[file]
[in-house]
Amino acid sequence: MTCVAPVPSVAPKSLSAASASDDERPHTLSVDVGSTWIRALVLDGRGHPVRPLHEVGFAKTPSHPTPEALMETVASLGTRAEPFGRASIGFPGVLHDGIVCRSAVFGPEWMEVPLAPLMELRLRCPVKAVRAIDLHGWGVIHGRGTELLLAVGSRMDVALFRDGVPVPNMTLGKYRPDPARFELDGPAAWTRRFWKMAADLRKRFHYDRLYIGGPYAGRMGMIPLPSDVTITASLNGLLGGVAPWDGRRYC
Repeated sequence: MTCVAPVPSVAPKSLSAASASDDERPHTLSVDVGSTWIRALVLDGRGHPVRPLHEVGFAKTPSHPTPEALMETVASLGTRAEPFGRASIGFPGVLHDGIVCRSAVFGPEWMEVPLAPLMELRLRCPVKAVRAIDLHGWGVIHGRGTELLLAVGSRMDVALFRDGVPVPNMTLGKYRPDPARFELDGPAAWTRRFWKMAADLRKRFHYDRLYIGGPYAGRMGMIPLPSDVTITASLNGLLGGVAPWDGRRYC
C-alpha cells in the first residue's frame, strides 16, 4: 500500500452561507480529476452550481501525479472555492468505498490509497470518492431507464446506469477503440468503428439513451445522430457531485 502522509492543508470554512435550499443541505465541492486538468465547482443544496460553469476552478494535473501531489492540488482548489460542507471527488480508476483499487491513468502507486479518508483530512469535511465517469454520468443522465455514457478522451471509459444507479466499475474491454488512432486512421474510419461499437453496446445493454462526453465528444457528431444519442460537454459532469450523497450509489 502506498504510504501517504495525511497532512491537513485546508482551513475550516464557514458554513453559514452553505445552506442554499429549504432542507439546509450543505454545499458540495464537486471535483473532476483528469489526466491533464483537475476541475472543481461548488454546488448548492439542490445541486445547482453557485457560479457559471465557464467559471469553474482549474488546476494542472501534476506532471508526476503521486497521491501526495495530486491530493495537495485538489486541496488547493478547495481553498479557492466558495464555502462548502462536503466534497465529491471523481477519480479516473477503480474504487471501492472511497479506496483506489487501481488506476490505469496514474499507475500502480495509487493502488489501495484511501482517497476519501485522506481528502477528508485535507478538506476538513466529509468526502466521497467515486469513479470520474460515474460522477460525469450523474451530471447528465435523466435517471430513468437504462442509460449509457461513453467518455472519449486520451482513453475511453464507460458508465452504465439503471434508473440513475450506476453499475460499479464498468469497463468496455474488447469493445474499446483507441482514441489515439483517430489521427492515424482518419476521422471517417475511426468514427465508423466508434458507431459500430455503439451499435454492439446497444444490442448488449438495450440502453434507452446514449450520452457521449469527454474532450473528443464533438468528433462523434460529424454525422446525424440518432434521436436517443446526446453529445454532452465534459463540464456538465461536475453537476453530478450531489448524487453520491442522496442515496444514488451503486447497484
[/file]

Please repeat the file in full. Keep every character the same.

[in-house]
Amino acid sequence: MTCVAPVPSVAPKSLSAASASDDERPHTLSVDVGSTWIRALVLDGRGHPVRPLHEVGFAKTPSHPTPEALMETVASLGTRAEPFGRASIGFPGVLHDGIVCRSAVFGPEWMEVPLAPLMELRLRCPVKAVRAIDLHGWGVIHGRGTELLLAVGSRMDVALFRDGVPVPNMTLGKYRPDPARFELDGPAAWTRRFWKMAADLRKRFHYDRLYIGGPYAGRMGMIPLPSDVTITASLNGLLGGVAPWDGRRYC
Repeated sequence: MTCVAPVPSVAPKSLSAASASDDERPHTLSVDVGSTWIRALVLDGRGHPVRPLHEVGFAKTPSHPTPEALMETVASLGTRAEPFGRASIGFPGVLHDGIVCRSAVFGPEWMEVPLAPLMELRLRCPVKAVRAIDLHGWGVIHGRGTELLLAVGSRMDVALFRDGVPVPNMTLGKYRPDPARFELDGPAAWTRRFWKMAADLRKRFHYDRLYIGGPYAGRMGMIPLPSDVTITASLNGLLGGVAPWDGRRYC
C-alpha cells in the first residue's frame, strides 16, 4: 500500500452561507480529476452550481501525479472555492468505498490509497470518492431507464446506469477503440468503428439513451445522430457531485 502522509492543508470554512435550499443541505465541492486538468465547482443544496460553469476552478494535473501531489492540488482548489460542507471527488480508476483499487491513468502507486479518508483530512469535511465517469454520468443522465455514457478522451471509459444507479466499475474491454488512432486512421474510419461499437453496446445493454462526453465528444457528431444519442460537454459532469450523497450509489 502506498504510504501517504495525511497532512491537513485546508482551513475550516464557514458554513453559514452553505445552506442554499429549504432542507439546509450543505454545499458540495464537486471535483473532476483528469489526466491533464483537475476541475472543481461548488454546488448548492439542490445541486445547482453557485457560479457559471465557464467559471469553474482549474488546476494542472501534476506532471508526476503521486497521491501526495495530486491530493495537495485538489486541496488547493478547495481553498479557492466558495464555502462548502462536503466534497465529491471523481477519480479516473477503480474504487471501492472511497479506496483506489487501481488506476490505469496514474499507475500502480495509487493502488489501495484511501482517497476519501485522506481528502477528508485535507478538506476538513466529509468526502466521497467515486469513479470520474460515474460522477460525469450523474451530471447528465435523466435517471430513468437504462442509460449509457461513453467518455472519449486520451482513453475511453464507460458508465452504465439503471434508473440513475450506476453499475460499479464498468469497463468496455474488447469493445474499446483507441482514441489515439483517430489521427492515424482518419476521422471517417475511426468514427465508423466508434458507431459500430455503439451499435454492439446497444444490442448488449438495450440502453434507452446514449450520452457521449469527454474532450473528443464533438468528433462523434460529424454525422446525424440518432434521436436517443446526446453529445454532452465534459463540464456538465461536475453537476453530478450531489448524487453520491442522496442515496444514488451503486447497484